College Football Riot 170 Years Ago, Rowdy Students in 1841

November 24, 1841, Wednesday – The Experimenter, Norwalk, Ohio


The Students of Old Yale have been creating a disturbance of a very serious character and have disgraced themselves by an outrage upon public property which is attended with public danger, and at the same time unjustifiable and infamous in its character.

It appears that on Saturday last the fire department of that city turned out with their eight engines for inspection and review. An attempt was made to try the power of the machines upon the Central Church, for which purpose it was necessary to lay two trains of hose across the upper Green, but the students, who were engaged playing foot ball upon the Green, determined that the hose should not be laid across the Green, and in the face of the public authorities who had assembled to witness the performance, successfully kept possession of the Green, and drove off the department.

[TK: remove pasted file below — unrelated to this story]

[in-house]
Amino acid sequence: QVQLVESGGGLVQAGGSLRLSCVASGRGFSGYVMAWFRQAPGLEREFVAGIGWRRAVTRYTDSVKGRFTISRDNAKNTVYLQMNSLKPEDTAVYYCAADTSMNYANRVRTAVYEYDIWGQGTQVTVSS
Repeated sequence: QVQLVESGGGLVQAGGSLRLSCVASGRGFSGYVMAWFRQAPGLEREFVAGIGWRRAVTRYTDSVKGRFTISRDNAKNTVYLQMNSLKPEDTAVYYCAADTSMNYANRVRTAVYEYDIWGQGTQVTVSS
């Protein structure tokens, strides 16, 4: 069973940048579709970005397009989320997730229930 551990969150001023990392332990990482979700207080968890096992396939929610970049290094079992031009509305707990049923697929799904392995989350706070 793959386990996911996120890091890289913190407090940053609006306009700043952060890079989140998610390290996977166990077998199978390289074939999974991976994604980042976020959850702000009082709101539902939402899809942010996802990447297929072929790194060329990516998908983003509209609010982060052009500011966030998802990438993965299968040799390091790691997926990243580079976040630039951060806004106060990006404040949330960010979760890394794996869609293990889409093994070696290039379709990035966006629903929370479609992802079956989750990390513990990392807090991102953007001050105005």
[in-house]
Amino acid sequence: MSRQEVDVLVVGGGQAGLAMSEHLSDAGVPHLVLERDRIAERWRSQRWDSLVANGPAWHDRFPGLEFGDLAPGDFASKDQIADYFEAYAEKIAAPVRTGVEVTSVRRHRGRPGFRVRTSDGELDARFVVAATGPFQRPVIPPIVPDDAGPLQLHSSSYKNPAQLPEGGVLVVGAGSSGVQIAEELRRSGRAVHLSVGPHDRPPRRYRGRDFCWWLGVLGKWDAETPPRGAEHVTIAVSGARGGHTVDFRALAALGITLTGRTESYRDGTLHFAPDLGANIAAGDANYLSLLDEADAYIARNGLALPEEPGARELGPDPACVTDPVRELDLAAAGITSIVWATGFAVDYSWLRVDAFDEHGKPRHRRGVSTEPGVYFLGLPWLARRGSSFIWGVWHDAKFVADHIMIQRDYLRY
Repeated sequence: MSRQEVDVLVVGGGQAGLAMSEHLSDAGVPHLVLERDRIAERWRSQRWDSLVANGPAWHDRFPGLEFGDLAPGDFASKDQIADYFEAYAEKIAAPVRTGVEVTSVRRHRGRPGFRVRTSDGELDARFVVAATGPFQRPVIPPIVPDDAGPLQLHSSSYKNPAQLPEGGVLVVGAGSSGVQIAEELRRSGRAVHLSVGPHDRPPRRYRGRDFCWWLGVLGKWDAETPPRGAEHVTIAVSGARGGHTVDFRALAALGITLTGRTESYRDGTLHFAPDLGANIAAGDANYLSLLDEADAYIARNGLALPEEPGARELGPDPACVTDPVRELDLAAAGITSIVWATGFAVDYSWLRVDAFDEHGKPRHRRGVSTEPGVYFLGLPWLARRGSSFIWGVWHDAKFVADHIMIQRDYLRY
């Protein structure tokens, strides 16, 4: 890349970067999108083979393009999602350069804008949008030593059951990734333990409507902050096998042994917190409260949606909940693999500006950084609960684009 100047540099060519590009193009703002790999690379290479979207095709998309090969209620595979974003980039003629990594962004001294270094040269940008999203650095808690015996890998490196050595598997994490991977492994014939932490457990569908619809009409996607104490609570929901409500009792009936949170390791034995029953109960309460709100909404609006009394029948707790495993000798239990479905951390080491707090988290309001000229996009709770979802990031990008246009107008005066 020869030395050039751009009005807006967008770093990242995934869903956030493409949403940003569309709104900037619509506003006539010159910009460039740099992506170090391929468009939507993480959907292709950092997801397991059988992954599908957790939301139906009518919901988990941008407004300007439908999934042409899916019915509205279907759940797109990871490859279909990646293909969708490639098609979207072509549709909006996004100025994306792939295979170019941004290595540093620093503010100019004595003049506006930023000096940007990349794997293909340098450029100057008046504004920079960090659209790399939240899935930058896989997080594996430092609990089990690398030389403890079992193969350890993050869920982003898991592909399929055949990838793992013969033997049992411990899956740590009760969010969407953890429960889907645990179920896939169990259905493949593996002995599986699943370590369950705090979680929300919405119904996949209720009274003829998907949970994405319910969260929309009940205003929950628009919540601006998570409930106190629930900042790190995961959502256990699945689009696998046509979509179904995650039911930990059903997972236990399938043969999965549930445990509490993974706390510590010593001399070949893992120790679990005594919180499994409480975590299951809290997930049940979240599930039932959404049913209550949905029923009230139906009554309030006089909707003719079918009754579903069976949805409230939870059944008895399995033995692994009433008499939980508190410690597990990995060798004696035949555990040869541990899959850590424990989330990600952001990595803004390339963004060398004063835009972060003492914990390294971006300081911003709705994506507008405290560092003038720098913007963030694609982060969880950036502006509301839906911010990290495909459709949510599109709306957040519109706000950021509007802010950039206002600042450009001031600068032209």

But the quarrel did not end here. Soon after 12 o’clock on Sunday night, a gang of students in disguise, made a rush upon the engine house, and almost entirely demolished a beautiful machine, called the Washington, which was entirely new, and ornamented with a beautiful portrait of the Father of his country. About 200 feet of hose were also deliberately cut and destroyed.

While this was going on, the city watch rallied, but were assailed with brickbats and so overpowered by numbers that their services were inefficient, and it was not until the alarm bells were rung and the citizens began to turn out, that the rioters dispersed.

The College Faculty view these circumstances with deep regret, and have come promptly forward and offered to repair all damages, and will exercise all the means in their power to prevent a repetition of such offenses.

From “The Lost Century of American Football